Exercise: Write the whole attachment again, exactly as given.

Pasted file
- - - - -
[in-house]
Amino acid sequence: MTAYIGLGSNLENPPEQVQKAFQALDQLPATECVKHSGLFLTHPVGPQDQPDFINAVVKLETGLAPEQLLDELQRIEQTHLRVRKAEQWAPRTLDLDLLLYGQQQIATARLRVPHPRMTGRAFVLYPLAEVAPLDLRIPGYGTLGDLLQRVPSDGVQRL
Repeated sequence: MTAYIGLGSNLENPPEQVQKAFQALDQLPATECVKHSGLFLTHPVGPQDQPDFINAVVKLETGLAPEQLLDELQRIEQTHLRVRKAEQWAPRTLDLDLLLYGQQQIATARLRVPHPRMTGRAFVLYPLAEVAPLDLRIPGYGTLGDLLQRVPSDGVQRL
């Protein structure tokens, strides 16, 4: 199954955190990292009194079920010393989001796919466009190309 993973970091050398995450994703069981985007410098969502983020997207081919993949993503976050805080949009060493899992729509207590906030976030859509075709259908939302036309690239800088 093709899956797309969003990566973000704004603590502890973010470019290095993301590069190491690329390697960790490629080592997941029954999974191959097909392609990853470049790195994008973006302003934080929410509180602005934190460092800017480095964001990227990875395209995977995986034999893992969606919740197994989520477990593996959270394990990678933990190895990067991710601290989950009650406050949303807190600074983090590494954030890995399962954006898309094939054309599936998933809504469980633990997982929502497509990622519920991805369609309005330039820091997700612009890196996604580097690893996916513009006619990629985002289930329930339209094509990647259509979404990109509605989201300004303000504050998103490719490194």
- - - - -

[in-house]
Amino acid sequence: MTAYIGLGSNLENPPEQVQKAFQALDQLPATECVKHSGLFLTHPVGPQDQPDFINAVVKLETGLAPEQLLDELQRIEQTHLRVRKAEQWAPRTLDLDLLLYGQQQIATARLRVPHPRMTGRAFVLYPLAEVAPLDLRIPGYGTLGDLLQRVPSDGVQRL
Repeated sequence: MTAYIGLGSNLENPPEQVQKAFQALDQLPATECVKHSGLFLTHPVGPQDQPDFINAVVKLETGLAPEQLLDELQRIEQTHLRVRKAEQWAPRTLDLDLLLYGQQQIATARLRVPHPRMTGRAFVLYPLAEVAPLDLRIPGYGTLGDLLQRVPSDGVQRL
């Protein structure tokens, strides 16, 4: 199954955190990292009194079920010393989001796919466009190309 993973970091050398995450994703069981985007410098969502983020997207081919993949993503976050805080949009060493899992729509207590906030976030859509075709259908939302036309690239800088 093709899956797309969003990566973000704004603590502890973010470019290095993301590069190491690329390697960790490629080592997941029954999974191959097909392609990853470049790195994008973006302003934080929410509180602005934190460092800017480095964001990227990875395209995977995986034999893992969606919740197994989520477990593996959270394990990678933990190895990067991710601290989950009650406050949303807190600074983090590494954030890995399962954006898309094939054309599936998933809504469980633990997982929502497509990622519920991805369609309005330039820091997700612009890196996604580097690893996916513009006619990629985002289930329930339209094509990647259509979404990109509605989201300004303000504050998103490719490194």